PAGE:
TITLE

CONTAINMENT: A REASSESSMENT

AUTHOR(S)
Gaddis, John Lewis
PUB. DATE
July 1977
SOURCE
Foreign Affairs;Jul1977, Vol. 55 Issue 4, p873
SOURCE TYPE
Periodical
DOC. TYPE
Article
ABSTRACT
No article in the history of Foreign Affairs has been more frequently reprinted, none, it would also appear safe to say, has lent itself to more variant interpretations. Containment has been defined as a global commitment to resist communism everywhere, as a passive, negative condemnation of millions to interpretations behind the iron curtain, as a blueprint for the domination of the world by American imperialism, and as the shortsighted acquiescence of a dutiful giant in the process of being nibbled away by midgets. Given these circumstances, the United States could not expect to enjoy political intimacy with the Soviet regime, but neither should it regard war as inevitable. Nor did it have to resign itself to an indefinite policy of holding the line and hoping for the best, for it is entirely possible for the United States to influence by its actions the internal developments, both within Soviet Union and throughout the international Communist government, by which Russian policy is largely determined. This could be done by its creating among the peoples of the world generally the impression of a country which knows what it wants, which is coping successfully with the problems of its internal life and with the responsibilities of a World Power, and which has a spiritual vitality capable of holding its own among the major ideological currents of the time.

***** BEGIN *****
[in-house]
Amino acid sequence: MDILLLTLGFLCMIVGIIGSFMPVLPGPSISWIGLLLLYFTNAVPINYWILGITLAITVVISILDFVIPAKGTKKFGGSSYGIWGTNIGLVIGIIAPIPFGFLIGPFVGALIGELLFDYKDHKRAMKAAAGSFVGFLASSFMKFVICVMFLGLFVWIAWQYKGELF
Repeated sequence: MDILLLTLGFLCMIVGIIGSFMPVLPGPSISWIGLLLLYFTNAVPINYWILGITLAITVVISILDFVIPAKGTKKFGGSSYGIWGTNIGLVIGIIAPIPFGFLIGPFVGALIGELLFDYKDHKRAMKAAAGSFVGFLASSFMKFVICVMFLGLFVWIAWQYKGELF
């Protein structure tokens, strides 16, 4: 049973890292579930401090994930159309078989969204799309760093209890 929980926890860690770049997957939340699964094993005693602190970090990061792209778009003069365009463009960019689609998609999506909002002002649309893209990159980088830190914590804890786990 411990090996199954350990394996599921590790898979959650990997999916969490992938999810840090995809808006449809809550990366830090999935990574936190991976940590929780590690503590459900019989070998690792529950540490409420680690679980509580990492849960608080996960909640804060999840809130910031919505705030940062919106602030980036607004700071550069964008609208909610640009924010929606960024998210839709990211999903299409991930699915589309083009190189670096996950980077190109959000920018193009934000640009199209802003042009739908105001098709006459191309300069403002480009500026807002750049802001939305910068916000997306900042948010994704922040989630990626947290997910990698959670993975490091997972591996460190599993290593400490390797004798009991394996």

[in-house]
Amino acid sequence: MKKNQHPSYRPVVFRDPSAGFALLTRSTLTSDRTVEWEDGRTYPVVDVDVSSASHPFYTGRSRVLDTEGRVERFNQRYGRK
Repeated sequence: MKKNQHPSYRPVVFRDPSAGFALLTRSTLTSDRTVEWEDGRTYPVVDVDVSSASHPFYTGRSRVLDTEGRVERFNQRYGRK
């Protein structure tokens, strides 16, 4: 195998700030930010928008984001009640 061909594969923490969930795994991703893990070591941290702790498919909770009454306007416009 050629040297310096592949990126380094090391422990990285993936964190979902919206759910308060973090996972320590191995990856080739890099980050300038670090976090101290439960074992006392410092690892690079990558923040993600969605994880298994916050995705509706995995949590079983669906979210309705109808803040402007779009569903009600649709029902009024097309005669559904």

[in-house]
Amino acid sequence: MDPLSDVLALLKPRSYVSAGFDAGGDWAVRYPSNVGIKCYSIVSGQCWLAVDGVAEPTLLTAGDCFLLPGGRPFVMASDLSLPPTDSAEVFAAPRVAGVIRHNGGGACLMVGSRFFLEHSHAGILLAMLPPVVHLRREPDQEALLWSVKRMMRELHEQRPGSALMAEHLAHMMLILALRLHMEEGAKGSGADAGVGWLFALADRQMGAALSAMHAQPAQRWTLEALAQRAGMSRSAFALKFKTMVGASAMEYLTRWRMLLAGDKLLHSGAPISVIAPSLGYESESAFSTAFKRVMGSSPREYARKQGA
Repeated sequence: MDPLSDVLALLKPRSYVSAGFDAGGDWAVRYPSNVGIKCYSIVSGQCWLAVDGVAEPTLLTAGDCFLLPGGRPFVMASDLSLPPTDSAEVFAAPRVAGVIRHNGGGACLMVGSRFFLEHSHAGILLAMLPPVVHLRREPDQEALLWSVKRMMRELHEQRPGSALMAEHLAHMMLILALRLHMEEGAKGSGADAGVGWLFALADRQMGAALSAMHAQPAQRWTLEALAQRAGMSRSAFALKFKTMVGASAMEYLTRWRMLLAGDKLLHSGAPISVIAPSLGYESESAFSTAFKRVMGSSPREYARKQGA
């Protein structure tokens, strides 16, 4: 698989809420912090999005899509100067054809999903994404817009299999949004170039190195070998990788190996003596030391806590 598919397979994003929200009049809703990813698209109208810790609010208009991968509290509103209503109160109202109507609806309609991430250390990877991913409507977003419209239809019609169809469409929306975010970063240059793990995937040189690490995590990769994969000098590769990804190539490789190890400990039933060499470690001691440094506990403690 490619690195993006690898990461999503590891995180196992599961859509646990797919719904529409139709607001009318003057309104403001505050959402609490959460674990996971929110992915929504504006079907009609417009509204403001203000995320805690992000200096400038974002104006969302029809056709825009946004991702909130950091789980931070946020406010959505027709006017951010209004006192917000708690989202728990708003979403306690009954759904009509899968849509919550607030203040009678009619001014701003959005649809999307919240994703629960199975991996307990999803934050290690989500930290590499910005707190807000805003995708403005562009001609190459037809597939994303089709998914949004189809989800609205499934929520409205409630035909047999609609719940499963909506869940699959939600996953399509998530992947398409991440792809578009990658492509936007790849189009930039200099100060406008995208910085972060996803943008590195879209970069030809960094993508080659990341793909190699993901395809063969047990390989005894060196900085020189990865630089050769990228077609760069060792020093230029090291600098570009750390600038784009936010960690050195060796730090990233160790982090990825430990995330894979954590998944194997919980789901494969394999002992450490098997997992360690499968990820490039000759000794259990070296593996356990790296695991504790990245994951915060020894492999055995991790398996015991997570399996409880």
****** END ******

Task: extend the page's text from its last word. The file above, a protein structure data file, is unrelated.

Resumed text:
ACCESSION #
4853201

 

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